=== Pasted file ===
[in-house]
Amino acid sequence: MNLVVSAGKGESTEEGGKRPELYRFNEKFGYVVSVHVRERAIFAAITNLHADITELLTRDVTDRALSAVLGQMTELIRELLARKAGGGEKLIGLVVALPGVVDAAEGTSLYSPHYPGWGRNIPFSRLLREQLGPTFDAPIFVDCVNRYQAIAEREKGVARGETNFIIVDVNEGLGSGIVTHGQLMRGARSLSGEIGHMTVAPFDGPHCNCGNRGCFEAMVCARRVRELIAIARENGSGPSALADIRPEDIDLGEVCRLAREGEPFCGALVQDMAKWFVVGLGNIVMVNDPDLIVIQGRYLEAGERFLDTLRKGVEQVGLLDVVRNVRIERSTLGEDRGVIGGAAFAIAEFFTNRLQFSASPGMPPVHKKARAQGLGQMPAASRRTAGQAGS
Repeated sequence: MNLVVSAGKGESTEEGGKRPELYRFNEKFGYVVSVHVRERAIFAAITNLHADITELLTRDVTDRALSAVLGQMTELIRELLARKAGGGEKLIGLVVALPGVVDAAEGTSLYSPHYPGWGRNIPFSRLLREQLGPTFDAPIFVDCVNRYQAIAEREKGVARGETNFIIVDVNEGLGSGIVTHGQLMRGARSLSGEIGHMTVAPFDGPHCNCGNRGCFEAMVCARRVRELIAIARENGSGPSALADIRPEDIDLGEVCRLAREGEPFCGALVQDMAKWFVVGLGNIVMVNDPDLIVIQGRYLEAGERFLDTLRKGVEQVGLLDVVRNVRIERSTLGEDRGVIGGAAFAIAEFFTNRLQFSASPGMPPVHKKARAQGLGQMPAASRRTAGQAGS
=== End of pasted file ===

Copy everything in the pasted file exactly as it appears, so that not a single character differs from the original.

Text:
[in-house]
Amino acid sequence: MNLVVSAGKGESTEEGGKRPELYRFNEKFGYVVSVHVRERAIFAAITNLHADITELLTRDVTDRALSAVLGQMTELIRELLARKAGGGEKLIGLVVALPGVVDAAEGTSLYSPHYPGWGRNIPFSRLLREQLGPTFDAPIFVDCVNRYQAIAEREKGVARGETNFIIVDVNEGLGSGIVTHGQLMRGARSLSGEIGHMTVAPFDGPHCNCGNRGCFEAMVCARRVRELIAIARENGSGPSALADIRPEDIDLGEVCRLAREGEPFCGALVQDMAKWFVVGLGNIVMVNDPDLIVIQGRYLEAGERFLDTLRKGVEQVGLLDVVRNVRIERSTLGEDRGVIGGAAFAIAEFFTNRLQFSASPGMPPVHKKARAQGLGQMPAASRRTAGQAGS
Repeated sequence: MNLVVSAGKGESTEEGGKRPELYRFNEKFGYVVSVHVRERAIFAAITNLHADITELLTRDVTDRALSAVLGQMTELIRELLARKAGGGEKLIGLVVALPGVVDAAEGTSLYSPHYPGWGRNIPFSRLLREQLGPTFDAPIFVDCVNRYQAIAEREKGVARGETNFIIVDVNEGLGSGIVTHGQLMRGARSLSGEIGHMTVAPFDGPHCNCGNRGCFEAMVCARRVRELIAIARENGSGPSALADIRPEDIDLGEVCRLAREGEPFCGALVQDMAKWFVVGLGNIVMVNDPDLIVIQGRYLEAGERFLDTLRKGVEQVGLLDVVRNVRIERSTLGEDRGVIGGAAFAIAEFFTNRLQFSASPGMPPVHKKARAQGLGQMPAASRRTAGQAGS